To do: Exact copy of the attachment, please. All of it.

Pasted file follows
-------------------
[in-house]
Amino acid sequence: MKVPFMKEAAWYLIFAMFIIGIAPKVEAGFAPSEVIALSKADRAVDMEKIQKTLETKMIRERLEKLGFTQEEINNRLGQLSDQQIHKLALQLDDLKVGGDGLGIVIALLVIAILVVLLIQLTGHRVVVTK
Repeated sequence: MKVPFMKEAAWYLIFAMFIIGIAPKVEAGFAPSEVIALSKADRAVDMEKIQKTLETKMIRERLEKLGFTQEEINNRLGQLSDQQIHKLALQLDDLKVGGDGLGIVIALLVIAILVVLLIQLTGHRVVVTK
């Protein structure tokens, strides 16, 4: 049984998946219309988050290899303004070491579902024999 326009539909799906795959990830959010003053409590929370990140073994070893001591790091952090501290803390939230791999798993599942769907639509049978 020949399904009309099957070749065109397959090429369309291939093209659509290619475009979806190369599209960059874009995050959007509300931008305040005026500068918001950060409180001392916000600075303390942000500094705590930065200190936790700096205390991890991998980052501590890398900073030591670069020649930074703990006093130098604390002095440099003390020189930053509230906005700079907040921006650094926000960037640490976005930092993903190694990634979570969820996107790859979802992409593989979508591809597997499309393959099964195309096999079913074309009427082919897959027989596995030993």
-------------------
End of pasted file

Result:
[in-house]
Amino acid sequence: MKVPFMKEAAWYLIFAMFIIGIAPKVEAGFAPSEVIALSKADRAVDMEKIQKTLETKMIRERLEKLGFTQEEINNRLGQLSDQQIHKLALQLDDLKVGGDGLGIVIALLVIAILVVLLIQLTGHRVVVTK
Repeated sequence: MKVPFMKEAAWYLIFAMFIIGIAPKVEAGFAPSEVIALSKADRAVDMEKIQKTLETKMIRERLEKLGFTQEEINNRLGQLSDQQIHKLALQLDDLKVGGDGLGIVIALLVIAILVVLLIQLTGHRVVVTK
């Protein structure tokens, strides 16, 4: 049984998946219309988050290899303004070491579902024999 326009539909799906795959990830959010003053409590929370990140073994070893001591790091952090501290803390939230791999798993599942769907639509049978 020949399904009309099957070749065109397959090429369309291939093209659509290619475009979806190369599209960059874009995050959007509300931008305040005026500068918001950060409180001392916000600075303390942000500094705590930065200190936790700096205390991890991998980052501590890398900073030591670069020649930074703990006093130098604390002095440099003390020189930053509230906005700079907040921006650094926000960037640490976005930092993903190694990634979570969820996107790859979802992409593989979508591809597997499309393959099964195309096999079913074309009427082919897959027989596995030993």